I've been on a few interview panels recruiting for my agency's grad program, and I can think of several times where we ended up rating a candidate with strong academic qualifications below somebody who might have appeared "weaker" on paper.
Some areas where the academic high-flyers may have difficulty:
Inability to put academic knowledge into practice
Somebody I knew once asked me for help figuring out the height and width of a display screen that had a 16:9 aspect ratio and a 22-inch diagonal from corner to corner. (Or something of that sort, I don't recall the exact numbers.)
I'm sure that if I'd asked this guy "what is Pythagoras' theorem?" he could have given me a perfect definition. But he hadn't recognised this as a case where he could apply that knowledge. I see this now and again with strong academic performers who haven't spent too much time outside academia.
Inability to tailor communication to the audience
Having knowledge is great, but in the workplace often you need to share that knowledge with others. There's a considerable amount of skill required to do so effectively, and many people with strong academic credentials are terrible at this.
At university you can usually get away with this. Your lecturer already knows the content, so you just have to demonstrate that you also know the content. But in the workplace, it's often necessary to tailor communication to the audience - what does this person need to understand, and how can I bring them to that understanding?
Inability to sustain productive working relationships
A few years back I worked with "Bob". Bob was phenomenally smart, I learned a great deal from him, and he was absolutely driven to get the job done. He built a sophisticated IT system single-handedly. I didn't see his academic grades but I expect they were superlative.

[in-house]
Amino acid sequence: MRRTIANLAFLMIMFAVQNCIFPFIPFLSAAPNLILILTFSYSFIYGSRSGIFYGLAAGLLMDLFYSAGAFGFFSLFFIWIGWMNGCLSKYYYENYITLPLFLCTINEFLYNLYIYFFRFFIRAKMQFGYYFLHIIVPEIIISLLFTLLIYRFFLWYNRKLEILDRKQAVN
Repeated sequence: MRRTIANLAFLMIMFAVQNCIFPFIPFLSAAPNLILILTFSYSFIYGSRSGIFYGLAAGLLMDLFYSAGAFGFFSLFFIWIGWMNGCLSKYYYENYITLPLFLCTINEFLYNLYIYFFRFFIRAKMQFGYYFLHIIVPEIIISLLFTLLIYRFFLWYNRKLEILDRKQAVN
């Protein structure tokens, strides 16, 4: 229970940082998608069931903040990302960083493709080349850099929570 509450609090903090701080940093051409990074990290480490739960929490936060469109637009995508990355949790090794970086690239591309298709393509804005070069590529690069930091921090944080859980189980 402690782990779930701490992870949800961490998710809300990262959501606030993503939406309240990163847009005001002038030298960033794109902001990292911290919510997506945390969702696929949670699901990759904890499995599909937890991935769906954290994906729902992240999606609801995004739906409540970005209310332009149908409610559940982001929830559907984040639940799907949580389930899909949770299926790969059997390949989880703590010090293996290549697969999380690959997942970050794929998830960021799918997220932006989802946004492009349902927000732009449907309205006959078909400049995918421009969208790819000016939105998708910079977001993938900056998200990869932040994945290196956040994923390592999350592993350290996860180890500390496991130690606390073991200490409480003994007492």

He also had zero tolerance for time "wasted" in meetings, and zero interest in persuading people why he wanted to do things the way he did them... or listening to why they might want him to do them a different way.
So he never talked to our IT team about what their processes or requirements were, and he never got their buy-in for what he was doing. So we ended up with a complex and crucial system that our IT crew hadn't agreed to support, and badly soured relationships between my section and the IT division. After Bob left it took years to mend relationships and some of the old hands still get twitchy when I mention certain software products.
So, yeah, "charm" matters. The wrong kind of charm can be a negative in interviews - I've seen candidates who were obviously trying to hustle me and bluff their way through stuff they didn't know - but people skills are important in even the most technical of jobs.
Inability to deal with uncertainty
University study is something of a controlled environment. When you are given an assignment, the parameters for that assignment will be clearly defined, and once defined you can usually rely on them. If a lecturer were to say "I'm changing the due date from November to October, and Question 3 will now be replaced with something entirely different" after students had been working on that assignment for a month, that would be considered extremely inept; out in the workplace this is just the sort of thing that happens, and we want candidates who can roll with that.
Lack of examples to demonstrate key capabilities
Not every academic high-achiever is weak in these areas! But it's not enough to have these skills; you have to be able to convince the panel that you have them. Academia may not be the best place to collect examples that you can use when the interviewer asks "Tell me about a time when you..."
When I interview, I'm generally rating a candidate in five or six different areas, and they need to convince me that they're at least "suitable" in ALL of them. "Technical skills" is one of those criteria; scoring well in that area is helpful, but on its own it's not nearly enough.